Why Does Water Rise – Science Experiment
A candle and some rising colored water reveal a hidden property of air that’s around you all the time.
Why Does Water Rise: The Candle Cup Water Rise Experiment
A candle and some rising-colored water will reveal a hidden property of air that’s all around you — all the time.
Candle Science and Water Level Equalization
This fun candle in water experiment will teach you a cool lesson about water level equalization. Watch closely and use everything you know about air pressure differences to explain the mystery of the rising water in this fascinating yet easy-to-perform candle experiment that will teach you important principles of air. Look for clues that explain why the water rises into the container. It may not be what you think it is, so keep your eyes open as you collect the data in this rising water experiment. The best part is that you’ll likely have to do this candle experiment several times to confirm how air pressure is involved!
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- Plate or shallow dish
- Clear, slender container
- 1 cup (237 ml) of room temperature water
- Coloring Tablets or Food Coloring
- Adult supervision
Add 2-3 drops of food coloring to the water. This will make the movement of the water easier to see later. It’s interesting to watch how the drops of coloring spread through the water before stirring it.
Pour the colored water into the plate. You want about a half-inch (1 cm) deep puddle in the plate. More is OK.
Set the candle straight up in the puddle in the center of the plate. To make sure everything will fit, place the slender container over the candle and into the water. Make sure its base is well above the candle wick and its top edge is submerged under the water. Add water if needed. When you’re happy with the setup, remove the container.
When the candle is stable, the water is calm, and an adult is present, light the candle. The candle flame needs to burn brightly.
There’s no need to rush this Step; there’s a lot to watch anyway. Turn the container over again and lower it over the burning candle. Place the container on the plate in the water and let go but don’t take your eyes off of the water level inside it. You may see bubbles coming from inside the container. At first, the candle stays burning and the water level rises slowly. About the time the candle goes out, the water rises quickly. This is the mystery: why does it rise?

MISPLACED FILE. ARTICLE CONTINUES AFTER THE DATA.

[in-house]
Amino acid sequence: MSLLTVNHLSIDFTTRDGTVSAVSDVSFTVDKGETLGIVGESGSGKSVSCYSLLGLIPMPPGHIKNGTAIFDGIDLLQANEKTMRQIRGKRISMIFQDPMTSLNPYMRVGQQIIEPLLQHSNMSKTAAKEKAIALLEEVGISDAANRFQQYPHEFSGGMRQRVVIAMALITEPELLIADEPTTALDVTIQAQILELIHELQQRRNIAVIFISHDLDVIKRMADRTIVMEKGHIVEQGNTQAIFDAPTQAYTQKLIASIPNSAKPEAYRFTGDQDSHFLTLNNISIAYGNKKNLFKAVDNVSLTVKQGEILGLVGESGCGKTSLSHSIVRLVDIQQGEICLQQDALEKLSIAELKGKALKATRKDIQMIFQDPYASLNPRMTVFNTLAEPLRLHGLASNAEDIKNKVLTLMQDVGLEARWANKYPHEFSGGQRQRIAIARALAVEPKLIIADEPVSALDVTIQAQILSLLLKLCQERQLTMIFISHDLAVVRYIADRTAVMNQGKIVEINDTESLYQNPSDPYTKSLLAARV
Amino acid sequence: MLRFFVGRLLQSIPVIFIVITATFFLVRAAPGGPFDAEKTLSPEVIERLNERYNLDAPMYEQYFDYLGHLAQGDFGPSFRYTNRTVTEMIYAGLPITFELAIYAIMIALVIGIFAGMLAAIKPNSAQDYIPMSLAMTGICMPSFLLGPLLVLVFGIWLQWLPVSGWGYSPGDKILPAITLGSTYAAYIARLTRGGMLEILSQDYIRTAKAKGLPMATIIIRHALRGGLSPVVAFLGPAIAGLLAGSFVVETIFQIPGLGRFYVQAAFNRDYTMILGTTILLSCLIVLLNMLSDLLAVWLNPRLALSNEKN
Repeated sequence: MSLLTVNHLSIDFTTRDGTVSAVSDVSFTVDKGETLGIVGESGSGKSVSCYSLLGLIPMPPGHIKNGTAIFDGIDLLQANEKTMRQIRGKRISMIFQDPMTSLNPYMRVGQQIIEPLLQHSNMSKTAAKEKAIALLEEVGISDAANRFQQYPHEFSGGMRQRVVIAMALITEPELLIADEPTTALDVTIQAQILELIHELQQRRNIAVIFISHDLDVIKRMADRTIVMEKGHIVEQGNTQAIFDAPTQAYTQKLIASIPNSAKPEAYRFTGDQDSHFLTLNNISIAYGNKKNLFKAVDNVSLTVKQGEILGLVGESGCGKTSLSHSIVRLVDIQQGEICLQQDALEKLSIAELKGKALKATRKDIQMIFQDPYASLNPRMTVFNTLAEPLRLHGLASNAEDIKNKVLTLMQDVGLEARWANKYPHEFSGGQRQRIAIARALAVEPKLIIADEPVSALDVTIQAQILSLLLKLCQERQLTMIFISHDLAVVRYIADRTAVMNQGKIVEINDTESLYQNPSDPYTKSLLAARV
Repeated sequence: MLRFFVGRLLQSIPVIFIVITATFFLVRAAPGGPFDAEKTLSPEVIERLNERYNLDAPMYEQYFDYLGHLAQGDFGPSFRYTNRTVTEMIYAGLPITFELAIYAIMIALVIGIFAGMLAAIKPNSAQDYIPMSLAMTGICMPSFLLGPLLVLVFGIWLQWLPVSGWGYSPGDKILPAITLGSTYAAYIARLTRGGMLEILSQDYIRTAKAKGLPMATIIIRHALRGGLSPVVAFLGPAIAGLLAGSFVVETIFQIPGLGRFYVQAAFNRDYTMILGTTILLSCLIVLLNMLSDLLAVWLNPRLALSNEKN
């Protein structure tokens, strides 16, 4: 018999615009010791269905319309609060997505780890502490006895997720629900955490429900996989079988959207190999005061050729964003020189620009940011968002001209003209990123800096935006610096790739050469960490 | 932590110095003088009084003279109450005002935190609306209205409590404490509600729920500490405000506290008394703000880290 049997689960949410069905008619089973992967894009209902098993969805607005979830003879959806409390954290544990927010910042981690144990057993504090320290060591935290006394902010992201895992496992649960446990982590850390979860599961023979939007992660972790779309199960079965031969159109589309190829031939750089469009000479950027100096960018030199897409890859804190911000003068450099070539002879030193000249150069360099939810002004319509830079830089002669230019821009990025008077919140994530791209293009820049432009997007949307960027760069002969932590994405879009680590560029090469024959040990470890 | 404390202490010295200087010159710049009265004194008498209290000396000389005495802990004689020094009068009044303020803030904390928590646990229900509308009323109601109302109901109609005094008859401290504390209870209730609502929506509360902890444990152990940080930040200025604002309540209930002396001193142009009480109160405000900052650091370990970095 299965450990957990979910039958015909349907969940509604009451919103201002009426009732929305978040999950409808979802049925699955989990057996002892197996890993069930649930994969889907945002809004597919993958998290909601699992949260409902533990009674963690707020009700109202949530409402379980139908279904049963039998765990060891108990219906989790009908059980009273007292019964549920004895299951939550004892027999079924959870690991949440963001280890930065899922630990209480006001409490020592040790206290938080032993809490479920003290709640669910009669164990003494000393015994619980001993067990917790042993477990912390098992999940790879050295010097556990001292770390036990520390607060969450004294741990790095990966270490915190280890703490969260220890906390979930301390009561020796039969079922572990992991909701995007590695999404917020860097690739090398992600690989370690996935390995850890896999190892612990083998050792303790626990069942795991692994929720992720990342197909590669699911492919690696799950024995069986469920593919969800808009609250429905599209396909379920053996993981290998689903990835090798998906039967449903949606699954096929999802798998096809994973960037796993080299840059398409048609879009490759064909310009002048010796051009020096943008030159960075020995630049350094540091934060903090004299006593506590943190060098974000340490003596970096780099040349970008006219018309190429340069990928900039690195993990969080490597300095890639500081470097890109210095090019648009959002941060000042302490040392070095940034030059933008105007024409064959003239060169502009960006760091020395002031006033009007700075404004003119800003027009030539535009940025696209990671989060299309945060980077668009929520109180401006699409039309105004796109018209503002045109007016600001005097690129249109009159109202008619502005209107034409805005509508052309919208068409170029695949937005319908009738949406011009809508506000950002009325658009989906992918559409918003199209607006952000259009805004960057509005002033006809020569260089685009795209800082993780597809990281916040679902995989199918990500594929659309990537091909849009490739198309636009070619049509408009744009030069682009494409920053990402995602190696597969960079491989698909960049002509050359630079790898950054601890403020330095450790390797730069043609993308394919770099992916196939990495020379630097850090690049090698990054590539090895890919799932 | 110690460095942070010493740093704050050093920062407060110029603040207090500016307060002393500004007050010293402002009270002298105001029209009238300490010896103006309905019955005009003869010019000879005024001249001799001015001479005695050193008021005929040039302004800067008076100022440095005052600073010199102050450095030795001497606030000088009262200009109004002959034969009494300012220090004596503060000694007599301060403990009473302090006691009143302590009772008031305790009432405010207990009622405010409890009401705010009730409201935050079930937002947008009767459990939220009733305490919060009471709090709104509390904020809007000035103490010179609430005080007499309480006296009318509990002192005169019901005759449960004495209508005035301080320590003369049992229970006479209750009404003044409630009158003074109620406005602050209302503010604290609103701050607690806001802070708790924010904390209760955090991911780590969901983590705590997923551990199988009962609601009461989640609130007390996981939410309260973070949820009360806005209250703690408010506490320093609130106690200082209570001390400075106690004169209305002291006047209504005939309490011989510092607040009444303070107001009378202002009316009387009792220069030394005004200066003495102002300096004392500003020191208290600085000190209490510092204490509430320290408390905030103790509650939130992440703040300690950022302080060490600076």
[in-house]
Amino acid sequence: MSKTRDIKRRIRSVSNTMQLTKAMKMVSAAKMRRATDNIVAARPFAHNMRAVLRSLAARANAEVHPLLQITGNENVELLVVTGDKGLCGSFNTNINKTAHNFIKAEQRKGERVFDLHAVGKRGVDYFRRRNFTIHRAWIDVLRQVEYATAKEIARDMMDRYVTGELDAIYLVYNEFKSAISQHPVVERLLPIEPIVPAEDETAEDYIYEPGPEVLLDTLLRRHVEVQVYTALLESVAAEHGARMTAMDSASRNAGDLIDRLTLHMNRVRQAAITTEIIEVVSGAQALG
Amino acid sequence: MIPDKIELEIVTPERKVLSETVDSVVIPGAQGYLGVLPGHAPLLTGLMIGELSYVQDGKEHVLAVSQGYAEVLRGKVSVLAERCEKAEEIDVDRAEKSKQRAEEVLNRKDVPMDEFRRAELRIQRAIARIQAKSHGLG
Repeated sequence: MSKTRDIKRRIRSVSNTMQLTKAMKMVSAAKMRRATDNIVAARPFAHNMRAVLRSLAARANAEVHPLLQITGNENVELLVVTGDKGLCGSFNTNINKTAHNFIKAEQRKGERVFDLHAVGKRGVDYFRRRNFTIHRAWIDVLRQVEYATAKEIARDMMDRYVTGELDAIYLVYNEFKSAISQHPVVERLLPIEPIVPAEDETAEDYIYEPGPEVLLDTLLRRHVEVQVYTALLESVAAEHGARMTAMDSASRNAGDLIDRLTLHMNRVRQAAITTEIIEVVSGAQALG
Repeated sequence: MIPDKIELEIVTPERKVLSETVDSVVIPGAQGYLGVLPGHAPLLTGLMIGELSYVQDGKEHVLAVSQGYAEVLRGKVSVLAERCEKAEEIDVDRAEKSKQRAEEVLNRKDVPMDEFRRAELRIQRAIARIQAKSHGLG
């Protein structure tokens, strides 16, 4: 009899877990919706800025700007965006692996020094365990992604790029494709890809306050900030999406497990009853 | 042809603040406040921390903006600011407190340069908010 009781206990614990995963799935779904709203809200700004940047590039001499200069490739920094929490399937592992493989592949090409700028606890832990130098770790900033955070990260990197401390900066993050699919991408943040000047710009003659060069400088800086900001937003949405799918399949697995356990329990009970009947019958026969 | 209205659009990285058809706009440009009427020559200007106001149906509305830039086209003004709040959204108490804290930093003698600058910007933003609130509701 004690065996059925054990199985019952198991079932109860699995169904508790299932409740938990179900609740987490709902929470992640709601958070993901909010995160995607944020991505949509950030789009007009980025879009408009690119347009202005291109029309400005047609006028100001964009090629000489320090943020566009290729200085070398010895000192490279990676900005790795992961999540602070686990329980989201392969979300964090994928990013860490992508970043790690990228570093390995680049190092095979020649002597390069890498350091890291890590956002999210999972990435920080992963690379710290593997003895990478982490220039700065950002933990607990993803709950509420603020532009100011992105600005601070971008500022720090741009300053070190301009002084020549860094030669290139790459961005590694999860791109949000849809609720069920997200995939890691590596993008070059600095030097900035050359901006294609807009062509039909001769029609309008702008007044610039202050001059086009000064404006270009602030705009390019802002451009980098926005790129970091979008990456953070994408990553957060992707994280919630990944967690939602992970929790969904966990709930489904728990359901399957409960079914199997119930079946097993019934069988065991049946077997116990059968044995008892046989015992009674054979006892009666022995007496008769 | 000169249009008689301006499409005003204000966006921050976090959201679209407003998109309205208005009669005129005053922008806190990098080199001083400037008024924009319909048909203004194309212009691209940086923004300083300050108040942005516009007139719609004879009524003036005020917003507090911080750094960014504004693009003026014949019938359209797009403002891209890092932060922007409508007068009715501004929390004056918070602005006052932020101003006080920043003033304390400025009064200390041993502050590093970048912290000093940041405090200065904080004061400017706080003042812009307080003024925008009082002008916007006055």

Repeat the procedure several times so that you can write or draw an explanation as to why the water rises. HINT: The difference in air pressure inside and outside the container is important.
How Does It Work
A common misconception in this candle in a jar experiment is that the consumption of oxygen by the flame in the container is a factor in the water rising. There may be a slight possibility that there would be a tiny rise in the water from the flame using up oxygen, but it’s extremely small compared to the actual reason. Simply put, the water would rise imperceptibly at a steady rate as the oxygen levels were consumed. You likely saw the level rise almost all at once — and pretty much after the candle’s flame went out.
What Happened in the Candle Experiment?
At first, the flame heats the air inside the container; this hot air expands quickly. Some of the expanding air escapes from under the glass or jar. (You might have seen some bubbles.) When the flame fades and goes out, the air in the container cools. The cooler air then contracts and takes up less space. That contraction creates a weak vacuum, or a lower pressure, in the container. Where’s the higher pressure? Right! It’s outside the container pressing down on the water in the dish. The outside air pushes water into the container until the pressure is equalized both inside and outside of the container — an amazing visual on water pressure equalization! The water stops rising when that pressure equalization is reached.
Practice Safe Science
In this rising water experiment, you got to see firsthand the effects of water pressure equalization and the different effects of hot air and cool air. This candle science experiment is easy to perform; however, it requires the supervision of a responsible adult — always! Ask a parent or a teacher for help when performing this candle in water experiment, or any science experiment that uses a candle or a flame to teach you an important principle of science. Looking for other amazing science experiments, like our rising water experiment? Check out our other online science experiments for kids in the Steve Spangler Science library of super-fun experiments that are great for home, school and STEM club! From all-in-one science kits and lab supplies to at-home experiments and science fair ideas, Steve Spangler Science is your top go-to for amazing science and hands-on learning!